In 2012, ACF became part of a historic agreement to end the decades of conflict that have surrounded Tasmania’s forests.  The agreement includes new reserves that will keep forests within the Styx, Weld and Upper Florentine valleys and the Weilangta and Tarkine regions safe from logging.

Here’s a map of the new reserves.

These forests are full of towering old-growth Eucalypts and ancient rainforests of World Heritage significance. These magnificent forests have the world’s highest recorded diversity of wet forest macro fungi and are home to nationally endangered and vulnerable species, like the Tasmanian devil, spotted-tail quoll, swift parrot and masked owl

The conservation values of the proposed reserves were assessed by an independent panel of scientists before the industry and union agreed to their protection.

A sustainable forestry industry future

The Agreement has the power to see more than $100 million in federal funding invested in Tasmania’s economy. This is on top of more than $100 million of government funding that has already been provided through the agreement process, bringing the total to more than $200 million.

The funding is to support the forestry industry’s transition to a sustainable future, including a focus on plantation timber, and to diversify the state’s economy, creating new employment opportunities in industries, such as agriculture and tourism.

The new reserves will act as valuable assets for the state’s nature-based tourism industry and have the potential to generate millions of dollars for the state’s economy under the national price on carbon. 

During the negotiation process, a panel of independent experts assessed the industry’s wood supply requirements, the effects of continuing business as usual on jobs, and the economic value of the reserves as a carbon sink.

The agreement is a positive outcome for the environment, workers and the forestry industry, which could not have continued to survive by depleting native forests at an unstainable rate and to an extent that was unacceptable to consumers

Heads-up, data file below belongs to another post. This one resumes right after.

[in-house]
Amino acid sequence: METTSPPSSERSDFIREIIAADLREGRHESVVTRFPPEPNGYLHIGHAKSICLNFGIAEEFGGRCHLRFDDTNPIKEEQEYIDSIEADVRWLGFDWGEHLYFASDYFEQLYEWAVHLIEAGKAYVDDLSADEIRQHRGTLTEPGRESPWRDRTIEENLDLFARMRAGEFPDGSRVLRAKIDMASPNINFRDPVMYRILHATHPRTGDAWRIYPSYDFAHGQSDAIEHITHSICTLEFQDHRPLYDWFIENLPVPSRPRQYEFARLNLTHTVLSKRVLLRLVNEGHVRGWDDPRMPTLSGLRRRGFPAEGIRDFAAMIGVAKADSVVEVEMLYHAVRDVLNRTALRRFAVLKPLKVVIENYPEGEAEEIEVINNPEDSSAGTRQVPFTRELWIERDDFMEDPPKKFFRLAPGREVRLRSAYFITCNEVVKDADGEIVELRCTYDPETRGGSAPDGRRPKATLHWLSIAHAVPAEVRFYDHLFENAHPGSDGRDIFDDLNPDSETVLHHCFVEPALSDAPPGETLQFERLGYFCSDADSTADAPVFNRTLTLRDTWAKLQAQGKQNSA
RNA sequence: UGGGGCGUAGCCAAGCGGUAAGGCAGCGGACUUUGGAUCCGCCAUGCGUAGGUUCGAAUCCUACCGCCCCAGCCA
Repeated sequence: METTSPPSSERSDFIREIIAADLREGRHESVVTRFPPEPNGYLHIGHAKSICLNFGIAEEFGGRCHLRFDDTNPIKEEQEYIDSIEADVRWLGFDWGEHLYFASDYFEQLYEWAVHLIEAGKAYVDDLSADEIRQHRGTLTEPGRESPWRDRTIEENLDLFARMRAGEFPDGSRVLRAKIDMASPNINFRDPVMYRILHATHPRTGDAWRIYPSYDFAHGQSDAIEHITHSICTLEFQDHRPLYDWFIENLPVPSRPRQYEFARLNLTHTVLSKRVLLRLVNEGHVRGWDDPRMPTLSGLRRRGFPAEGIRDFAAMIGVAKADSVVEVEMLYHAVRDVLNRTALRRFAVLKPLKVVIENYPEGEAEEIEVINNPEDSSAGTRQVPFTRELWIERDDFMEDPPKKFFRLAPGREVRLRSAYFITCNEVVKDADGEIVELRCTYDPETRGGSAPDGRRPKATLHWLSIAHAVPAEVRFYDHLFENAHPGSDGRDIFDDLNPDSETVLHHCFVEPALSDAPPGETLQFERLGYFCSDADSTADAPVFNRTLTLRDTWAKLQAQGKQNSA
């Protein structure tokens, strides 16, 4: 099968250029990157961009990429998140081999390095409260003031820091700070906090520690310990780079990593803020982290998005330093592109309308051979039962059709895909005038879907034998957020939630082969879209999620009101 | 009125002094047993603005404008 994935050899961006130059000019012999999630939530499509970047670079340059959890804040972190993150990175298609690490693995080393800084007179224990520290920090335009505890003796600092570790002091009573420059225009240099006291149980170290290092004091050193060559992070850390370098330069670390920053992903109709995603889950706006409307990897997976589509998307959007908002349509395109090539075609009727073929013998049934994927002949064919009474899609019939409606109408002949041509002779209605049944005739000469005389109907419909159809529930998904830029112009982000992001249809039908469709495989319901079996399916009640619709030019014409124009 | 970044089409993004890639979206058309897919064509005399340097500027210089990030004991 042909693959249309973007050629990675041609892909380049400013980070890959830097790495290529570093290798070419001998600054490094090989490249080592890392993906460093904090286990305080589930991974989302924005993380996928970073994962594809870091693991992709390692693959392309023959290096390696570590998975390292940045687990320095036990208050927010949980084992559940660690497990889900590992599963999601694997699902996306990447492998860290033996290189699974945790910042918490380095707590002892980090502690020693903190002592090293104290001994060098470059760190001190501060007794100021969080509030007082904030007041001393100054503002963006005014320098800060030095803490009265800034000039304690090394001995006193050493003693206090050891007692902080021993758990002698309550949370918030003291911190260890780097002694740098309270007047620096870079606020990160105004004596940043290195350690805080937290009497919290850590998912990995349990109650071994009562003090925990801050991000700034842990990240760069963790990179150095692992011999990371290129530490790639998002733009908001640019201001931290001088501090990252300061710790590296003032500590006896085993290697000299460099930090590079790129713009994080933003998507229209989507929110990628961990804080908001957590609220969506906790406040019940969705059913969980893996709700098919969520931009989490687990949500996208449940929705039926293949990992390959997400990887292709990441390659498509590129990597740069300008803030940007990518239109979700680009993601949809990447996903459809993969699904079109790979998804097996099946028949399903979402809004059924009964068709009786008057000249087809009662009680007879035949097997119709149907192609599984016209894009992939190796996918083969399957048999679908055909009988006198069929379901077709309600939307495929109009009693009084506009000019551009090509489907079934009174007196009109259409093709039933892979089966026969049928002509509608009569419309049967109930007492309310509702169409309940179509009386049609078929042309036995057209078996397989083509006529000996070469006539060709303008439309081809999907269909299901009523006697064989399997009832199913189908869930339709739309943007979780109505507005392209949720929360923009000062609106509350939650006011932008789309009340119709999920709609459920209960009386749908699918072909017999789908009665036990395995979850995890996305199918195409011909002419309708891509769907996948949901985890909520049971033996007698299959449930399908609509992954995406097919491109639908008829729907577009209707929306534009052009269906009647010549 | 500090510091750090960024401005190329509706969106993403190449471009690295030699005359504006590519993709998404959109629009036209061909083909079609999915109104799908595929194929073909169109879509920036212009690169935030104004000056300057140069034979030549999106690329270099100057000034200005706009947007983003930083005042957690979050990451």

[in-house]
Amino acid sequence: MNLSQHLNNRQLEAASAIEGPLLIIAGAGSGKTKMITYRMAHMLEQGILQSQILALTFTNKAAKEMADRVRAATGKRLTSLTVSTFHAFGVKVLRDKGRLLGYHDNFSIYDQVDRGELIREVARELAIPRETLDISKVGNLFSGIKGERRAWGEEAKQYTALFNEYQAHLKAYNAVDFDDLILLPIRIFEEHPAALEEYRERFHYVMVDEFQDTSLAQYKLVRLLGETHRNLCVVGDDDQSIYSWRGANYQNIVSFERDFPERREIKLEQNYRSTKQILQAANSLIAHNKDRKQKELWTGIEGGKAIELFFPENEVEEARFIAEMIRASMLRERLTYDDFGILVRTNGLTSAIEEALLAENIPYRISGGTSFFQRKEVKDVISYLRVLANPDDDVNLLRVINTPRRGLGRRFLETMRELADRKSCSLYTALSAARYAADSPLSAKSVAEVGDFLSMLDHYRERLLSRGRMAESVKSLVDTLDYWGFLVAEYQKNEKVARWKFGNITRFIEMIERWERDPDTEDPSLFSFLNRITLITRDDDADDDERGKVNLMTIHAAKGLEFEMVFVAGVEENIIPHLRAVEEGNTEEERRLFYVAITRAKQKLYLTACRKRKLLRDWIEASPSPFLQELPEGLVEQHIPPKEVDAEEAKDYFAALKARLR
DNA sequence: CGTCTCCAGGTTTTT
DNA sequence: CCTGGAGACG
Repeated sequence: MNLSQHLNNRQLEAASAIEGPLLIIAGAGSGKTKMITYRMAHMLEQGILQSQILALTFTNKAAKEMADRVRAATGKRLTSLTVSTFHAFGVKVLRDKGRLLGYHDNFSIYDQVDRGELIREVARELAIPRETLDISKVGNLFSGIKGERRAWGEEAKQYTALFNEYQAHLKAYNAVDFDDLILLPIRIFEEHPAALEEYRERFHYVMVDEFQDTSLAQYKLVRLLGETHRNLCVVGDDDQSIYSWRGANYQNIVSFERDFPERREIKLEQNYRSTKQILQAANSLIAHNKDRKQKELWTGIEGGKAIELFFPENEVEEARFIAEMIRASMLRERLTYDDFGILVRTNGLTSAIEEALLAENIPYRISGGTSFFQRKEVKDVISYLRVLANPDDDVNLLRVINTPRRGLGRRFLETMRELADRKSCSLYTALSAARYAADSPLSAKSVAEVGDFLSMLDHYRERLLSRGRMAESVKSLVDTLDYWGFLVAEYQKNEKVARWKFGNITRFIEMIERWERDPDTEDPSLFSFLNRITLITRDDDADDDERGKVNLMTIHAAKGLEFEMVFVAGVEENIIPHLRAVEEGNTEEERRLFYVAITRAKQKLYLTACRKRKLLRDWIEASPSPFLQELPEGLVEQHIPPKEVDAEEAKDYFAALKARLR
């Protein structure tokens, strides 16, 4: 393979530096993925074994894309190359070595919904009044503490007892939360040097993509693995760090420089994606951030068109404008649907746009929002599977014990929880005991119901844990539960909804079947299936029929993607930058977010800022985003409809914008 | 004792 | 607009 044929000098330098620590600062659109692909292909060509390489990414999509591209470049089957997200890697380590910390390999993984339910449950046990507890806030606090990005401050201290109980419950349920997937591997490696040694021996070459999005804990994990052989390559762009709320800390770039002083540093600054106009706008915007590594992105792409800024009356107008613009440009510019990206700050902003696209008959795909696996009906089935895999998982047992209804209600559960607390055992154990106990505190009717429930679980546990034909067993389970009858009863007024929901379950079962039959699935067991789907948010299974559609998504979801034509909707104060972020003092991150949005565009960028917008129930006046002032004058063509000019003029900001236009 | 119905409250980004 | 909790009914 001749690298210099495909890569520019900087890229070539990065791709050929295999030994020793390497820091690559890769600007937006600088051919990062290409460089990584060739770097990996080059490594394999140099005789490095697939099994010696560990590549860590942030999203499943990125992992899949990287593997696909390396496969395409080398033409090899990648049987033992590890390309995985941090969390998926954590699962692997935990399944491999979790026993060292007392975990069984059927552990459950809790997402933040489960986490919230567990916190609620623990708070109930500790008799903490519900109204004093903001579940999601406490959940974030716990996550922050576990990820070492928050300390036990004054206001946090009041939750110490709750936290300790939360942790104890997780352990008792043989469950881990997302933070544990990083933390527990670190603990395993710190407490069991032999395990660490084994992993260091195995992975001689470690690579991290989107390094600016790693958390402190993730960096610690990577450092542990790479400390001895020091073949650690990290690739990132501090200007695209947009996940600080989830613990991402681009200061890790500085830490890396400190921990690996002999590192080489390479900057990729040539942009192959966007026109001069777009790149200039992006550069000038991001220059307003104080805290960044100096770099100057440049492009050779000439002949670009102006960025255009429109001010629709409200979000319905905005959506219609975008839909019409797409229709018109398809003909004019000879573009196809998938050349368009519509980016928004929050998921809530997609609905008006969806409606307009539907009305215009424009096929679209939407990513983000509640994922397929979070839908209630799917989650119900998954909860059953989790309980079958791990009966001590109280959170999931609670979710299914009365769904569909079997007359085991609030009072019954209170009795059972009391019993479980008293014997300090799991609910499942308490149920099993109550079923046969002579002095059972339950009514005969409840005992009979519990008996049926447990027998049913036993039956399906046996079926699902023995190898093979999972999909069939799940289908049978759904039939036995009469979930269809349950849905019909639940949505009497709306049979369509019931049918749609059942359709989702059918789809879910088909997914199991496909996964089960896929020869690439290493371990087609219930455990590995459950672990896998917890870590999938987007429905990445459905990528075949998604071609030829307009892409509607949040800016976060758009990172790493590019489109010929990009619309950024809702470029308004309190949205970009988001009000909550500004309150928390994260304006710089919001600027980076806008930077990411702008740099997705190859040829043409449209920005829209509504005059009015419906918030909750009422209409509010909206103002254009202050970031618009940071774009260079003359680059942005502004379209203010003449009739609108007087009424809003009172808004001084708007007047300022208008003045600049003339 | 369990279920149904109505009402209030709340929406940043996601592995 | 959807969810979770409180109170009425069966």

National Heritage listing in the Tarkine

It is not only Tasmania's World Heritage forests that are under threat. The beautiful Tarkine wilderness in the island's north-west remains unprotected and very much at risk. The Tarkine contains one of the world’s most significant remaining tracts of temperate rainforest, huge sand dunes, sweeping beaches, rugged mountains, pristine rivers and extremely important sites of Indigenous heritage.

On 8 February 2013, Environment Minister Tony Burke announced National Heritage listing would apply to only a small part of the Tarkine, rejecting advice of the Australian Heritage Council and refusing to recognise the extraordinary natural values of the region.

The Australian Heritage Council had recommended 439,000 hectares of the Tarkine be placed on the National Heritage List and thereby given stronger environmental protection at a federal level, but Minister Burke has ignored the Council’s recommendations and has instead set aside just 4 per cent for protection.

The rest of this sensitive and significant environmental area has been left open for mining companies to damage. With less than 5% of the Tarkine protected as a National Park, the area’s extraordinary natural values remain under threat from mining, logging and poaching.

ACF was deeply disappointed by Minister Burke's announcement and is considering the way forward to protect the Tarkine. ACF is also a member of the Tarkine National Coalition.

Download the new Tasmanian Wilderness World Heritage Area map.

See out Tasmanian forests frequently asked questions and answers.

Read our summaries of the Independent Verification Group’s findings:

Read our summaries of the Independent Verification Group’s findings: